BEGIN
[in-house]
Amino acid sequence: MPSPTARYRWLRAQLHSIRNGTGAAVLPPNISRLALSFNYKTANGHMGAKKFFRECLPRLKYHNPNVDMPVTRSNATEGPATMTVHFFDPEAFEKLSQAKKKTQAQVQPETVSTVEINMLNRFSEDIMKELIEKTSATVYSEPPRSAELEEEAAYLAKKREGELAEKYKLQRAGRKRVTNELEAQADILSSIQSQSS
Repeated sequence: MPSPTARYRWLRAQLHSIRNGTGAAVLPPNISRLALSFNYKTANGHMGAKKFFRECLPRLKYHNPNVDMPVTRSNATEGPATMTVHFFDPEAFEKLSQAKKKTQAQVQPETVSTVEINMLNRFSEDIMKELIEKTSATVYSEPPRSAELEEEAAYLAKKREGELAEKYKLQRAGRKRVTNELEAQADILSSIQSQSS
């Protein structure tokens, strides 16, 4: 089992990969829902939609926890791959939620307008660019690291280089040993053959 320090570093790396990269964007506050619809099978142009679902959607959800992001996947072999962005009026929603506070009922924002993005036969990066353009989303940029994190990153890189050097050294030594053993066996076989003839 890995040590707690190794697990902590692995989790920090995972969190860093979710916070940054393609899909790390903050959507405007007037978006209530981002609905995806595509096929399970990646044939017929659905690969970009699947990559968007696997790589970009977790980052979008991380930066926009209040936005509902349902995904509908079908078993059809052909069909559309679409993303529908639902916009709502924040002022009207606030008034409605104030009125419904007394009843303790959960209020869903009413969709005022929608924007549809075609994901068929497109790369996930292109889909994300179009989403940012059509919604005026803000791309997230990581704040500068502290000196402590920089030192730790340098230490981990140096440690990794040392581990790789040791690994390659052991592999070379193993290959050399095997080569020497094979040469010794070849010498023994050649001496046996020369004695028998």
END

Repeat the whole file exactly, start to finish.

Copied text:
[in-house]
Amino acid sequence: MPSPTARYRWLRAQLHSIRNGTGAAVLPPNISRLALSFNYKTANGHMGAKKFFRECLPRLKYHNPNVDMPVTRSNATEGPATMTVHFFDPEAFEKLSQAKKKTQAQVQPETVSTVEINMLNRFSEDIMKELIEKTSATVYSEPPRSAELEEEAAYLAKKREGELAEKYKLQRAGRKRVTNELEAQADILSSIQSQSS
Repeated sequence: MPSPTARYRWLRAQLHSIRNGTGAAVLPPNISRLALSFNYKTANGHMGAKKFFRECLPRLKYHNPNVDMPVTRSNATEGPATMTVHFFDPEAFEKLSQAKKKTQAQVQPETVSTVEINMLNRFSEDIMKELIEKTSATVYSEPPRSAELEEEAAYLAKKREGELAEKYKLQRAGRKRVTNELEAQADILSSIQSQSS
């Protein structure tokens, strides 16, 4: 089992990969829902939609926890791959939620307008660019690291280089040993053959 320090570093790396990269964007506050619809099978142009679902959607959800992001996947072999962005009026929603506070009922924002993005036969990066353009989303940029994190990153890189050097050294030594053993066996076989003839 890995040590707690190794697990902590692995989790920090995972969190860093979710916070940054393609899909790390903050959507405007007037978006209530981002609905995806595509096929399970990646044939017929659905690969970009699947990559968007696997790589970009977790980052979008991380930066926009209040936005509902349902995904509908079908078993059809052909069909559309679409993303529908639902916009709502924040002022009207606030008034409605104030009125419904007394009843303790959960209020869903009413969709005022929608924007549809075609994901068929497109790369996930292109889909994300179009989403940012059509919604005026803000791309997230990581704040500068502290000196402590920089030192730790340098230490981990140096440690990794040392581990790789040791690994390659052991592999070379193993290959050399095997080569020497094979040469010794070849010498023994050649001496046996020369004695028998």